Scott (@schopie1), you are not alone! There are lots of us out here doing these things, not only with WordPress but a huge variety of other platforms. There are many ways to syndicate your content depending on where it starts its life.
In addition to Jim Groom and a huge group of others’ work within A Domain of One’s Own, there’s also a broader coalition of designers, developers, professionals, hobbyists, and people of all stripes working on these problems under the name of IndieWeb.
For some of their specific work you might appreciate the following:
Incidentally, I wrote this for our friend Kathleen Fitzpatrick last week and I can’t wait to see what she’s come up with over the weekend and in the coming weeks. Within the IndieWeb community you’ll find people like Ben Werdmuller who founded both WithKnown (aka Known) and Elgg and Aram Zucker-Scharff who helped to create PressForward.
I’m thrilled to see the work and huge strides that Humanities Commons is making to ensure some of these practices come to fruition.
If you have questions or need any help in these areas, I’m around, but so are hundreds of friends in the IndieWeb chat: https://chat.indieweb.org.
I hope we can bring more of these technologies to the masses in better and easier-to-use manners to lower the technical hurdles.
It warms my heart to see another person in the education/library space using Webmention on their site. Even more so when I think that Jez Cope is doing so while starting to build an online community. Being able to communicate from website-to-website this way while also being able to reach out to people who choose to use Twitter or Mastodon is a very powerful thing to see and is an incredible example within the Education, Domain of One’s Own, and Library Carpentry spaces.
So much of the tone of this piece has not only an IndieWeb feel, but also sounds like it could benefit from some of the organizational structure that I’ve seen the IndieWeb employ, particularly small scale events and collaborations I’ve seen at Homebrew Website Clubs. This may help to
“Organise less-formal learning and sharing events to complement the more formal training already available within organisations and the wider sector, including “show and tell” sessions, panel discussions, code cafés, masterclasses, guest speakers, reading/study groups, co-working sessions, …”
A lot of it depends on what you what to do with it—which features and functionalities. Hopefully one or even a few of the plugins with minimal configuration will get you what you want.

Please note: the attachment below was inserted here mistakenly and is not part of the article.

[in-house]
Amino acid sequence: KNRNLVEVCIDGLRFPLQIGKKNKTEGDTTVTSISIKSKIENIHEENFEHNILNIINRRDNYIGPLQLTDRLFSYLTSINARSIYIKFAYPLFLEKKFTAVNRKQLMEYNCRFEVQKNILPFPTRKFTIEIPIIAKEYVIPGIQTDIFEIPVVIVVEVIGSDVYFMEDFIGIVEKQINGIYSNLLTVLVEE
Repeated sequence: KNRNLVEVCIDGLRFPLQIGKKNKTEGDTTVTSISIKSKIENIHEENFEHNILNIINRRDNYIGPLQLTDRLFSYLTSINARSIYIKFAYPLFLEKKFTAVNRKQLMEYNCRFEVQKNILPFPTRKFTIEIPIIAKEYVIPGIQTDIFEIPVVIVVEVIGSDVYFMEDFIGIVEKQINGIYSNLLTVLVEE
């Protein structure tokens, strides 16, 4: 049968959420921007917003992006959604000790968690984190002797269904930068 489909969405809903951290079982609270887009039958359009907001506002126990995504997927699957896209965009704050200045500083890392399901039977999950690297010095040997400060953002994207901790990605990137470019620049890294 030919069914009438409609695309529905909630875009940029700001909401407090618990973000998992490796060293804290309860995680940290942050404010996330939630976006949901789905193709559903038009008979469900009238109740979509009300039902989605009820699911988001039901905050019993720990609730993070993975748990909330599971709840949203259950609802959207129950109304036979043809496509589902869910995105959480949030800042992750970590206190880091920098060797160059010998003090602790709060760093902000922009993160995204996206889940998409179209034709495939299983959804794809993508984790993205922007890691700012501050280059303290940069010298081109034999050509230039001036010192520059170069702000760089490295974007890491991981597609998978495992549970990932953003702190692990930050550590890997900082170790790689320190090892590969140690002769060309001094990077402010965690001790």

Syndicating content can be a bit more involved, but only because there are so many methods depending on the level of control you want for the output and what sort of results you may want back from social silos.
Coming back to this after-the-fact, I’m realizing that it’s a pretty cool way to do exercise posts. I used to have a better way of doing these myself, and this is a great reminder. You should definitely post the example to the IndieWeb wiki when you get a chance: https://indieweb.org/exercise.
When you’ve got a chance, take a look at your h-card so that when you end up sending webmentions to others your name, website, and avatar parse and show up correctly. You can test with https://indiewebify.me/
Glad to have another WordPress IndieWeb site in the world!
It took me a while to puzzle it out when I first ran across it, but the text you mention:
<span class='p-author h-card'>Kevin Tracy</span> is occurring because you’re using the microformats 2 plugin which tries to inject the p-author h-card portion into your page, but it’s having a conflict with your theme which is escaping the output for that author section. (More details on this known issue here.)
Chances are pretty good that you could deactivate the microformats plugin to fix the cosmetic issue without causing other major issues. Depending on your theme’s native microformats markup, you may likely find that you don’t see or experience any other major issues with any of the other technology. The one issue I’ve seen people come across here is if they’re using Brid.gy to syndicate their content via webmention to Twitter, in which case having stronger markup becomes much more important. Hopefully this will at least help you track down and either fix the issue or figure out the best way around it for your particular needs.
I’m curious to see what you think of it after a while, particularly once you’ve started interacting with other sites via Webmention.
I’ve enjoyed linkblogging. When I read something, I can share the link along with a quote or reflection on how it affected me. It’s a great space to think out loud. ❧
Annotated on August 05, 2020 at 01:51PM
As Austin Kleon notes, blogging is a great way to discover what you have to say. My microblog has given me a chance to have thoughts, and this longer blog has given me a space to figure out what it means–to discover what it is I have to say. In other words, my microblog is where I collect the raw materials; my blog is where I assemble them into questions and, perhaps, answers. It’s a place where I figure out what I really think. ❧
Annotated on August 05, 2020 at 01:54PM